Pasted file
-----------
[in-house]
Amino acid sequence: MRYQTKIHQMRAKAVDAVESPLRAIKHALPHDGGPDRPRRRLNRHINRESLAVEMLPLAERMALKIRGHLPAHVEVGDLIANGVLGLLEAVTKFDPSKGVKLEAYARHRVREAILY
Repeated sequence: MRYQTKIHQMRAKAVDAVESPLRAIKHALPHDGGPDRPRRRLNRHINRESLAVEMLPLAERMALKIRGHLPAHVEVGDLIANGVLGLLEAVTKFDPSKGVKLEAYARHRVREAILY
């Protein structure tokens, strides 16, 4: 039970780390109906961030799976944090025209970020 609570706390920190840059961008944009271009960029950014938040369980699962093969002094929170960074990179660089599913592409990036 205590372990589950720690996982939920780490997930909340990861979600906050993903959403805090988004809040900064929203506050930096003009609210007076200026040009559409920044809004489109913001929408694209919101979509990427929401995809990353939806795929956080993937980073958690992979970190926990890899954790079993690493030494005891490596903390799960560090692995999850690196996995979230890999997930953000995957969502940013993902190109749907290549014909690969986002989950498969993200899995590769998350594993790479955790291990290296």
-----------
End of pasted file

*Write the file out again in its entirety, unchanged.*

[in-house]
Amino acid sequence: MRYQTKIHQMRAKAVDAVESPLRAIKHALPHDGGPDRPRRRLNRHINRESLAVEMLPLAERMALKIRGHLPAHVEVGDLIANGVLGLLEAVTKFDPSKGVKLEAYARHRVREAILY
Repeated sequence: MRYQTKIHQMRAKAVDAVESPLRAIKHALPHDGGPDRPRRRLNRHINRESLAVEMLPLAERMALKIRGHLPAHVEVGDLIANGVLGLLEAVTKFDPSKGVKLEAYARHRVREAILY
């Protein structure tokens, strides 16, 4: 039970780390109906961030799976944090025209970020 609570706390920190840059961008944009271009960029950014938040369980699962093969002094929170960074990179660089599913592409990036 205590372990589950720690996982939920780490997930909340990861979600906050993903959403805090988004809040900064929203506050930096003009609210007076200026040009559409920044809004489109913001929408694209919101979509990427929401995809990353939806795929956080993937980073958690992979970190926990890899954790079993690493030494005891490596903390799960560090692995999850690196996995979230890999997930953000995957969502940013993902190109749907290549014909690969986002989950498969993200899995590769998350594993790479955790291990290296």